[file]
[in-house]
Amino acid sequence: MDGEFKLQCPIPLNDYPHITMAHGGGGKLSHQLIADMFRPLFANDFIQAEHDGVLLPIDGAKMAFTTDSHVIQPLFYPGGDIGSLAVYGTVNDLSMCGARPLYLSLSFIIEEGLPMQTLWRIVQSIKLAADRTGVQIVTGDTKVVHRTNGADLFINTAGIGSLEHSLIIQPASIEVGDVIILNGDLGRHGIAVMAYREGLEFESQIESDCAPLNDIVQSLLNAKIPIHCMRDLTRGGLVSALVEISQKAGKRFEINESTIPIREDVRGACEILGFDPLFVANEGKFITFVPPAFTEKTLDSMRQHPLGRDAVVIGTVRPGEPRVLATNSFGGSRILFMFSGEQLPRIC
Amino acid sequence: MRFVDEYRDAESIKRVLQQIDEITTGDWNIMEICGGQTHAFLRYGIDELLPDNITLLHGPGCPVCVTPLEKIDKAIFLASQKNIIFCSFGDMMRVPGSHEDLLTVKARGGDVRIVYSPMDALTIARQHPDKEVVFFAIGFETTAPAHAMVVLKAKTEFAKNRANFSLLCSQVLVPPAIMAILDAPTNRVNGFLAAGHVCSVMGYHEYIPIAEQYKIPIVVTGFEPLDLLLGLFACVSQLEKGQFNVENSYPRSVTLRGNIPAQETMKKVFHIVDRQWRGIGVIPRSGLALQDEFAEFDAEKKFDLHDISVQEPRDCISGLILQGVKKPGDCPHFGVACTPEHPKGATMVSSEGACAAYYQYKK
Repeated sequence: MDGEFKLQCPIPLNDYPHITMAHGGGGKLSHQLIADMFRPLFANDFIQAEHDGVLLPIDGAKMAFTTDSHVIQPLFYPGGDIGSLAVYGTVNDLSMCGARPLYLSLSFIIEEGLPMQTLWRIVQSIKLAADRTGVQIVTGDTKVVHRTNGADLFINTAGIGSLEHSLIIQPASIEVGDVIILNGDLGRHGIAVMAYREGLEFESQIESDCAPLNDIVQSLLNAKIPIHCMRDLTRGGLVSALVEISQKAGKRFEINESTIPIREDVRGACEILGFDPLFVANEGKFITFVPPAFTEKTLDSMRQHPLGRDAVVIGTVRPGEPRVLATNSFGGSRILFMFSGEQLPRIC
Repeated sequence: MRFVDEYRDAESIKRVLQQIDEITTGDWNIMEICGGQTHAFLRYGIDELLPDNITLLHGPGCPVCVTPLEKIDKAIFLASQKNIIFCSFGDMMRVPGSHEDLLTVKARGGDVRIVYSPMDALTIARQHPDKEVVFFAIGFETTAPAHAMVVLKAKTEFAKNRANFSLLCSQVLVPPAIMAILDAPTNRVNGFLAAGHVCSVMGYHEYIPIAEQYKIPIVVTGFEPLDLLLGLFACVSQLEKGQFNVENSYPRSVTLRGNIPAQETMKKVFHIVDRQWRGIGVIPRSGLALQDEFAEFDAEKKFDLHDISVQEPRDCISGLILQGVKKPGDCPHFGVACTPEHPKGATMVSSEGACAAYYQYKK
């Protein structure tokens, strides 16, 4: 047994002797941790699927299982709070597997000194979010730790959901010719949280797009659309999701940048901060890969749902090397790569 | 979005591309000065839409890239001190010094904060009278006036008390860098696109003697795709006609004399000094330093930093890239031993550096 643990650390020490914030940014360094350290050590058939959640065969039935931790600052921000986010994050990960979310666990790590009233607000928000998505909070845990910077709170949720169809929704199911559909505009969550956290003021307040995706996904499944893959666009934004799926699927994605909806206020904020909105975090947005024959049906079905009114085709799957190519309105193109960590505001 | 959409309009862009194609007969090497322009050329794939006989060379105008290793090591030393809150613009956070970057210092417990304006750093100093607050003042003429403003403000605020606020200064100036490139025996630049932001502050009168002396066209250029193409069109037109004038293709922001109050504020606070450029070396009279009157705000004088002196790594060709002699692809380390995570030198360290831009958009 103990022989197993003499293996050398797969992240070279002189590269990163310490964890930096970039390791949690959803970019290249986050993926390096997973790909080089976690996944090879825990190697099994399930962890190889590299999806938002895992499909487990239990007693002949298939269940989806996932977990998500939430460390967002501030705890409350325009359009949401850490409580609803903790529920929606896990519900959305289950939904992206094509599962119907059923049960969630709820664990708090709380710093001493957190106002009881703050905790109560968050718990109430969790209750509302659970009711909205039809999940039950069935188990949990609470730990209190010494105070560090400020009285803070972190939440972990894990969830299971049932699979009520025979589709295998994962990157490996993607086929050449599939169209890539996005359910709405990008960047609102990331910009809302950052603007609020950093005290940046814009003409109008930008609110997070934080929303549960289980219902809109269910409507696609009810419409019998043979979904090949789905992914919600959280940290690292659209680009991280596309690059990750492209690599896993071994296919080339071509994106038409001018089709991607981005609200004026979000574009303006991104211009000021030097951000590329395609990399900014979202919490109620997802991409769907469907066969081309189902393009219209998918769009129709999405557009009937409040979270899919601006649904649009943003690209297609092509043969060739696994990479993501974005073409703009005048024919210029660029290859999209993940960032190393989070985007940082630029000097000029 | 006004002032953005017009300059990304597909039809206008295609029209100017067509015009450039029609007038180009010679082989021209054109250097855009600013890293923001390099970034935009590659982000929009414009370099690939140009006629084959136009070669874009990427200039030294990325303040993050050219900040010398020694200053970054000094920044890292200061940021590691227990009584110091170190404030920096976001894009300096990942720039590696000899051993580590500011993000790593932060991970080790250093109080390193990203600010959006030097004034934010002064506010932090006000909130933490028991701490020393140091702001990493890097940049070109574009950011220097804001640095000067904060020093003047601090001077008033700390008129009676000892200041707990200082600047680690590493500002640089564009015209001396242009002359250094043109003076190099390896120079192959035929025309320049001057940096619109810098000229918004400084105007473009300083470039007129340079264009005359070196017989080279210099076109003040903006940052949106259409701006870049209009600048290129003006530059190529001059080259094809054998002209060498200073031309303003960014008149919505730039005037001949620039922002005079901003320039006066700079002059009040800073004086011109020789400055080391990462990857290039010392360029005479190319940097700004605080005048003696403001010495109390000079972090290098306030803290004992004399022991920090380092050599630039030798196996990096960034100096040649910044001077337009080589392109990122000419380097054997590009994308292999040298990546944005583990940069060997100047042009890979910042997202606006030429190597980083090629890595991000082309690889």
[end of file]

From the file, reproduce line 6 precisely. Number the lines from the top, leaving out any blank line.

């Protein structure tokens, strides 16, 4: 047994002797941790699927299982709070597997000194979010730790959901010719949280797009659309999701940048901060890969749902090397790569 | 979005591309000065839409890239001190010094904060009278006036008390860098696109003697795709006609004399000094330093930093890239031993550096 643990650390020490914030940014360094350290050590058939959640065969039935931790600052921000986010994050990960979310666990790590009233607000928000998505909070845990910077709170949720169809929704199911559909505009969550956290003021307040995706996904499944893959666009934004799926699927994605909806206020904020909105975090947005024959049906079905009114085709799957190519309105193109960590505001 | 959409309009862009194609007969090497322009050329794939006989060379105008290793090591030393809150613009956070970057210092417990304006750093100093607050003042003429403003403000605020606020200064100036490139025996630049932001502050009168002396066209250029193409069109037109004038293709922001109050504020606070450029070396009279009157705000004088002196790594060709002699692809380390995570030198360290831009958009 103990022989197993003499293996050398797969992240070279002189590269990163310490964890930096970039390791949690959803970019290249986050993926390096997973790909080089976690996944090879825990190697099994399930962890190889590299999806938002895992499909487990239990007693002949298939269940989806996932977990998500939430460390967002501030705890409350325009359009949401850490409580609803903790529920929606896990519900959305289950939904992206094509599962119907059923049960969630709820664990708090709380710093001493957190106002009881703050905790109560968050718990109430969790209750509302659970009711909205039809999940039950069935188990949990609470730990209190010494105070560090400020009285803070972190939440972990894990969830299971049932699979009520025979589709295998994962990157490996993607086929050449599939169209890539996005359910709405990008960047609102990331910009809302950052603007609020950093005290940046814009003409109008930008609110997070934080929303549960289980219902809109269910409507696609009810419409019998043979979904090949789905992914919600959280940290690292659209680009991280596309690059990750492209690599896993071994296919080339071509994106038409001018089709991607981005609200004026979000574009303006991104211009000021030097951000590329395609990399900014979202919490109620997802991409769907469907066969081309189902393009219209998918769009129709999405557009009937409040979270899919601006649904649009943003690209297609092509043969060739696994990479993501974005073409703009005048024919210029660029290859999209993940960032190393989070985007940082630029000097000029 | 006004002032953005017009300059990304597909039809206008295609029209100017067509015009450039029609007038180009010679082989021209054109250097855009600013890293923001390099970034935009590659982000929009414009370099690939140009006629084959136009070669874009990427200039030294990325303040993050050219900040010398020694200053970054000094920044890292200061940021590691227990009584110091170190404030920096976001894009300096990942720039590696000899051993580590500011993000790593932060991970080790250093109080390193990203600010959006030097004034934010002064506010932090006000909130933490028991701490020393140091702001990493890097940049070109574009950011220097804001640095000067904060020093003047601090001077008033700390008129009676000892200041707990200082600047680690590493500002640089564009015209001396242009002359250094043109003076190099390896120079192959035929025309320049001057940096619109810098000229918004400084105007473009300083470039007129340079264009005359070196017989080279210099076109003040903006940052949106259409701006870049209009600048290129003006530059190529001059080259094809054998002209060498200073031309303003960014008149919505730039005037001949620039922002005079901003320039006066700079002059009040800073004086011109020789400055080391990462990857290039010392360029005479190319940097700004605080005048003696403001010495109390000079972090290098306030803290004992004399022991920090380092050599630039030798196996990096960034100096040649910044001077337009080589392109990122000419380097054997590009994308292999040298990546944005583990940069060997100047042009890979910042997202606006030429190597980083090629890595991000082309690889």